Right after India’s independence from the claws of the British regime along with the division into two nations – India and Pakistan, India had to stand up to one of the most vicious and atrocious attacks in history which she was completely unprepared for.
Had it not been for certain individuals, India would be grieving even today.
Pakistani Invasion of Ladakh, 1947
During the time of Partition, Ladakh was guarded by the Jammu and Kashmir State Force. However, even before India could react, Pakistan had already launched her attack on Jammu and Kashmir and had taken over Gilgit. The towns of Kargil and Drass were captured by the end of May 1948 and Skardu which guarded the approach to Leh finally fell after a tedious fight on 14th August 1948.
The fall of Leh would’ve been a strategic blow to India. Nurturing this thought in mind, Pakistanis had already infiltrated the crucial Zojila pass which would have provided them with a launchpad into the valley.
The Pakistanis put Leh the capital city under siege which was hopelessly defended by a small group of Indian troops who were effectively isolated.
However, not all hope was lost. Because this time, the local civilians were the knights in the shining armors who helped save Ladakh from becoming a part of Pakistan.
Unsung Warriors Who Helped Save Ladakh
When raiders from Pakistan attacked Ladakh, many local civilians played crucial roles in ensuring the region remained part of the Indian territory against all odds.
Colonel Chewang Rinchen aka The Lion of Ladakh
On 13th May 1948, when a plan was made to take down the Pakistani tribal leaders, a 17- year-old, Chewang Rinchen who was still in school was the first person to come forward to take part in the expedition.
After receiving basic training, Rinchen led a band of 28 volunteers called the Nubra Guards, and took on the battle-hardened tribal raiders, holding them off till more reinforcements arrived.
For his display of courage and leadership, Rinchen became the first commissioned officer in the Indian Army from Nubra and was awarded the Mahavir Chakra (MVC), the second-highest gallantry award. Till date, he remains the youngest recipient of the MVC.
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Sonam Norbu aka The Forgotten Engineer who built the Airstrip that saved Ladakh from Pakistan
Norbu was tasked with the job of constructing a makeshift airstrip in Leh, which would allow the Indian armed forces to fly reinforcements into the Zojila Pass whose loss would have had major consequences.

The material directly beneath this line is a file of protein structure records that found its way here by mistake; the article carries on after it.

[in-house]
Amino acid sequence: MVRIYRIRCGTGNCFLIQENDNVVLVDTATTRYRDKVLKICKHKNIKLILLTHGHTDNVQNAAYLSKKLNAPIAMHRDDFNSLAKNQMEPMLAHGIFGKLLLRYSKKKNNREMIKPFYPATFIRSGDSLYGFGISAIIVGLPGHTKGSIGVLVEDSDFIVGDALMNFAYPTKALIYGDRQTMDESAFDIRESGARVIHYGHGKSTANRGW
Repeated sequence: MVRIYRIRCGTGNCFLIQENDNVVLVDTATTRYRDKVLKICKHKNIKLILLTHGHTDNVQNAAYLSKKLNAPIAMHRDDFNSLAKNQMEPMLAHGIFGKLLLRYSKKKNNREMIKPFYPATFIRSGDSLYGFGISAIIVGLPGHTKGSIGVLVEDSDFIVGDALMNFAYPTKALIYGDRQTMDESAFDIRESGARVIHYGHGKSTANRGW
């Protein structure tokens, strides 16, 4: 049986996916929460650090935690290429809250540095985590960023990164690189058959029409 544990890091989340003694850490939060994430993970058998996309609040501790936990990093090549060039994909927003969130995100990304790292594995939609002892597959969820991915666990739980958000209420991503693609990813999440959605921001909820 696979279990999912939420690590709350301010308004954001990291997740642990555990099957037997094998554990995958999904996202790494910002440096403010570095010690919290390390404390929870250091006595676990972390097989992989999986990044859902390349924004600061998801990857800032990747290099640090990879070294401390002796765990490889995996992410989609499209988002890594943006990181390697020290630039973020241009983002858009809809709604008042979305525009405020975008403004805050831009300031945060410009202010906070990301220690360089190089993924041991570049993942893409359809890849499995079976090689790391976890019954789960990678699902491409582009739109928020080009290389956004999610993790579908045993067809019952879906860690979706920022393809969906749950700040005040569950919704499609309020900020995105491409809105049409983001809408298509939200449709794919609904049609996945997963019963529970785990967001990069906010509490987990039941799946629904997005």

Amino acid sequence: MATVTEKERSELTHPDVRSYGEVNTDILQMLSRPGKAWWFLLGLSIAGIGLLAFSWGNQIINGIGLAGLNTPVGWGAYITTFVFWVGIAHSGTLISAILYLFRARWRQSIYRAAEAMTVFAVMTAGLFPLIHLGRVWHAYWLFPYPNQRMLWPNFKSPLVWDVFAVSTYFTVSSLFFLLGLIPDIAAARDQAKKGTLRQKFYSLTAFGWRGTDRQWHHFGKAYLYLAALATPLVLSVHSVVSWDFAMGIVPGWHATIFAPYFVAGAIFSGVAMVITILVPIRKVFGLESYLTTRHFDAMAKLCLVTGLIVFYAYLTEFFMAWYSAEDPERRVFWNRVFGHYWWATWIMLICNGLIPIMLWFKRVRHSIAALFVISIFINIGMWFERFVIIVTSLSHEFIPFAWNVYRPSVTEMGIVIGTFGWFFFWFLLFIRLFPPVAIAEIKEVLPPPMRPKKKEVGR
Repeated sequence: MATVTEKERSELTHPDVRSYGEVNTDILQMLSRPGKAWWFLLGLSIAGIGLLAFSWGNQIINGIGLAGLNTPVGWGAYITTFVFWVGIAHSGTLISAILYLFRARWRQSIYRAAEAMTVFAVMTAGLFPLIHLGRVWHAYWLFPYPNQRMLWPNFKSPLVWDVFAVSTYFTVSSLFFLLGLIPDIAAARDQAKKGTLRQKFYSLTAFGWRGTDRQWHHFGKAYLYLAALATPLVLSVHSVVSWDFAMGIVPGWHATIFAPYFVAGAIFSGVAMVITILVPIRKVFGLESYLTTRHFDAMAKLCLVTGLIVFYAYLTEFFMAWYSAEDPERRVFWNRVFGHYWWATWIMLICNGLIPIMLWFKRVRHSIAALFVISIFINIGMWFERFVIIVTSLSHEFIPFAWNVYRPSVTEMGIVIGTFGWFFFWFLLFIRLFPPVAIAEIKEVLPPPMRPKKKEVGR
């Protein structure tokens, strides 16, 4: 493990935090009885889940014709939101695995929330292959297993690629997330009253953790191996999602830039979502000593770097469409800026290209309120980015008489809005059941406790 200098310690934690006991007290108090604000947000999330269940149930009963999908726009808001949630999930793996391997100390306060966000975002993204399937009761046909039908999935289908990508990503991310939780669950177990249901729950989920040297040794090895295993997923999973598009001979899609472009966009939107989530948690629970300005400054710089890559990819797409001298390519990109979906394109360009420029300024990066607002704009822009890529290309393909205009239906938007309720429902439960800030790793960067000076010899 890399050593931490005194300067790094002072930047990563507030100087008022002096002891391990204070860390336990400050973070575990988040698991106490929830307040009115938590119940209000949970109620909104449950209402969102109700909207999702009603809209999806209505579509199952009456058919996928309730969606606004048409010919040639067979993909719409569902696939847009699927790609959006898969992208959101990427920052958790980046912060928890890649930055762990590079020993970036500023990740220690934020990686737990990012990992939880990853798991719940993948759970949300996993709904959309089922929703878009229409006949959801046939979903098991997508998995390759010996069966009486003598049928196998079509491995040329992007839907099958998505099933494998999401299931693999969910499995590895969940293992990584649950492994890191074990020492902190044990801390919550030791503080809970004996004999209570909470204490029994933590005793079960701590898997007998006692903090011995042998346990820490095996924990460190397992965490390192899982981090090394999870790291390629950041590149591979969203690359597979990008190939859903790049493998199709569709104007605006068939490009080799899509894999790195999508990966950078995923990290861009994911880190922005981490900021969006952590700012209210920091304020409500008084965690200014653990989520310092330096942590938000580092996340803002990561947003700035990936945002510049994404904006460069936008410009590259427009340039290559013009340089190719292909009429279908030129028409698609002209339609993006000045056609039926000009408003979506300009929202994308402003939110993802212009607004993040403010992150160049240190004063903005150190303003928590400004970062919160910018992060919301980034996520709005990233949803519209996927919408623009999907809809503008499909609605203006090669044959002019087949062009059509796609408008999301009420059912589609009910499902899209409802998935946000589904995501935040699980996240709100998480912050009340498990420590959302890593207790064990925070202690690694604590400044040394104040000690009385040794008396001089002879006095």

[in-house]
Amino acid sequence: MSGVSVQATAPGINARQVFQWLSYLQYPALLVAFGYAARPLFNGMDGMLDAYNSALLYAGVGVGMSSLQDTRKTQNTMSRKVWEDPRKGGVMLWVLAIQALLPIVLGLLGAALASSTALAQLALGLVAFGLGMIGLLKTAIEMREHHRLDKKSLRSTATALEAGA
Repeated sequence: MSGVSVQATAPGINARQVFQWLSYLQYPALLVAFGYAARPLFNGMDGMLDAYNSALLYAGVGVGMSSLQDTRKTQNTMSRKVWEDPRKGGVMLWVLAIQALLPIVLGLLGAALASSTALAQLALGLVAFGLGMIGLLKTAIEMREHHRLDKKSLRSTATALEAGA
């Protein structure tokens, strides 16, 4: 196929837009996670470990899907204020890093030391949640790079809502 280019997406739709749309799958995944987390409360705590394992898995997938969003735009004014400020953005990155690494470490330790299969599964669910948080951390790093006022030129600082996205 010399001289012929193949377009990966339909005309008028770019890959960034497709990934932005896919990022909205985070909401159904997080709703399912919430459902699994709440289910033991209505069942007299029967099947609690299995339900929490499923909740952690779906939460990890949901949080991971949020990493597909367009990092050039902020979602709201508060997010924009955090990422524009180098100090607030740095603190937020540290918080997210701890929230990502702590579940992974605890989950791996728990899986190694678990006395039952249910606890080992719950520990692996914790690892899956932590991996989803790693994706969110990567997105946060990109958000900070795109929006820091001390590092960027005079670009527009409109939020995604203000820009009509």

With little technological or engineering expertise and carrying a mere Rs 13,000 from the Maharaja Hari Singh administration, Norbu went about completing the task. The Spithuk area of Leh, where the airstrip was constructed, was dotted with many large boulders and stones which Norbu along with his fellow engineers removed manually.
On 6 April 1948, the airstrip was ready for service. When the tribal raiders were approaching Leh, the only source for reinforcements for Indians was the famous aircraft constructed by Norbu. Before the Ladakhi people even saw a bicycle, they saw the flying horse ‘choonpo,’ i.e, the aircraft.
Norbu was awarded the Padma Shri Award in 1961.
Eliyah Tsetan Phuntsog aka Soul of the Ladakhis
When the tribal raiders attacked Skardu, Phuntsog managed to escape to Ladakh where he worked as a supply officer for the Indian Army.
Eliyah Tsetan Phuntsog was the Chief Civil Force organiser of Nubra operations in close coordination with Prithi Chand, a highly popular officer who often shunted between the war front and villages to maintain supply and coordination.
Phuntsog managed to obtain all the assistance Chand needed from the local populace. He acted as a guarantor for gallant volunteers like Chewang Rinchen along with Kalon Chewang Rigzin for the provision of firearms and ammunition.
He used to stay in the front looking after the demands of the jawans, he provided volunteers to fight and kept the morale of the civilians as well as those of the soldiers at the front.
On one day, one would see him in the front and the next day he would be found making arrangements for the provisions, transport and porters. His intelligence helped the Indian Army get information about the raiders and helped them to counter the propaganda of the enemy.
Ladakh holds a special place in the minds and hearts of the people of India. They are the embodiment of the soul and heart and everything that India stands for.
Had it not been for the nobility and bravery of these young men, the loss of Ladakh would have cost India dearly.
Image Sources: Google Images
Sources: The Print, News 18, The Better India
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This post is tagged under: Pakistani attack, Pakistani attack 1948, Pakistani attack on Ladakh, Ladakh, Unsung Heroes of Ladakh, Civilians, Brave Civilians, Zojila Battle, Zojila Battle of 1948
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